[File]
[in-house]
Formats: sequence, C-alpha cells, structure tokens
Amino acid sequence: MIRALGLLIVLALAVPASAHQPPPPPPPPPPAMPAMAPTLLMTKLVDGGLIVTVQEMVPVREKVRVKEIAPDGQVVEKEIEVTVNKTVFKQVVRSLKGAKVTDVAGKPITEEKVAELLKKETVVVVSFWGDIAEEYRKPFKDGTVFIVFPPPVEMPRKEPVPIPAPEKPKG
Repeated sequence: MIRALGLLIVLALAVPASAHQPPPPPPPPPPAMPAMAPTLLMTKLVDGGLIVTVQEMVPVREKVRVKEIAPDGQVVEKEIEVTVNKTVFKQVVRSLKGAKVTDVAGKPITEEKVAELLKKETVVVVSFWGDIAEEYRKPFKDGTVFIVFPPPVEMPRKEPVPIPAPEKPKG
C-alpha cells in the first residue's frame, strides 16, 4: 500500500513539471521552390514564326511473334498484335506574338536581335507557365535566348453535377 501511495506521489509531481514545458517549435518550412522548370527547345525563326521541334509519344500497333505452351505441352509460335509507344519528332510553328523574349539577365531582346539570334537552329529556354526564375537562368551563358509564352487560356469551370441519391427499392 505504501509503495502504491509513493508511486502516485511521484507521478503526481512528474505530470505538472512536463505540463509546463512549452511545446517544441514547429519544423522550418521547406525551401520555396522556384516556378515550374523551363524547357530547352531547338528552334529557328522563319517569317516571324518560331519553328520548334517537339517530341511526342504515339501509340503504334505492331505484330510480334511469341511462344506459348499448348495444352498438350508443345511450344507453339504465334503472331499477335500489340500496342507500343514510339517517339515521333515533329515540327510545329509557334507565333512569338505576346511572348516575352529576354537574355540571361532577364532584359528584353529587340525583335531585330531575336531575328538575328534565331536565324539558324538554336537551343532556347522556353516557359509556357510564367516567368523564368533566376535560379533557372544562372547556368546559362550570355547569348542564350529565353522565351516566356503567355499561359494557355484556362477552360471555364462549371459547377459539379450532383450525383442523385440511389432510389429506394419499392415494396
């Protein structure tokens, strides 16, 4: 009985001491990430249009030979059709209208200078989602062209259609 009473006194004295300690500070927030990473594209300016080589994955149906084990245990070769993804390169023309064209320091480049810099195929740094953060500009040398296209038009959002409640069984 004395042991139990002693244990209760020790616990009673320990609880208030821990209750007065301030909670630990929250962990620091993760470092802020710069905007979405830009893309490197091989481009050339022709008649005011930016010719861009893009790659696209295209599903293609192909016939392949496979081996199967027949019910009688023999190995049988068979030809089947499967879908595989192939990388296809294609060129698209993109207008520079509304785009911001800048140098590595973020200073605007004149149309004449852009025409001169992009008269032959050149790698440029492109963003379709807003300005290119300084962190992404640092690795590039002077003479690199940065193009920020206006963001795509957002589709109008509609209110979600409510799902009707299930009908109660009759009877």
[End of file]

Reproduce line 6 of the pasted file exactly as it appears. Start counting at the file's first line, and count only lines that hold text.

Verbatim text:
């Protein structure tokens, strides 16, 4: 009985001491990430249009030979059709209208200078989602062209259609 009473006194004295300690500070927030990473594209300016080589994955149906084990245990070769993804390169023309064209320091480049810099195929740094953060500009040398296209038009959002409640069984 004395042991139990002693244990209760020790616990009673320990609880208030821990209750007065301030909670630990929250962990620091993760470092802020710069905007979405830009893309490197091989481009050339022709008649005011930016010719861009893009790659696209295209599903293609192909016939392949496979081996199967027949019910009688023999190995049988068979030809089947499967879908595989192939990388296809294609060129698209993109207008520079509304785009911001800048140098590595973020200073605007004149149309004449852009025409001169992009008269032959050149790698440029492109963003379709807003300005290119300084962190992404640092690795590039002077003479690199940065193009920020206006963001795509957002589709109008509609209110979600409510799902009707299930009908109660009759009877």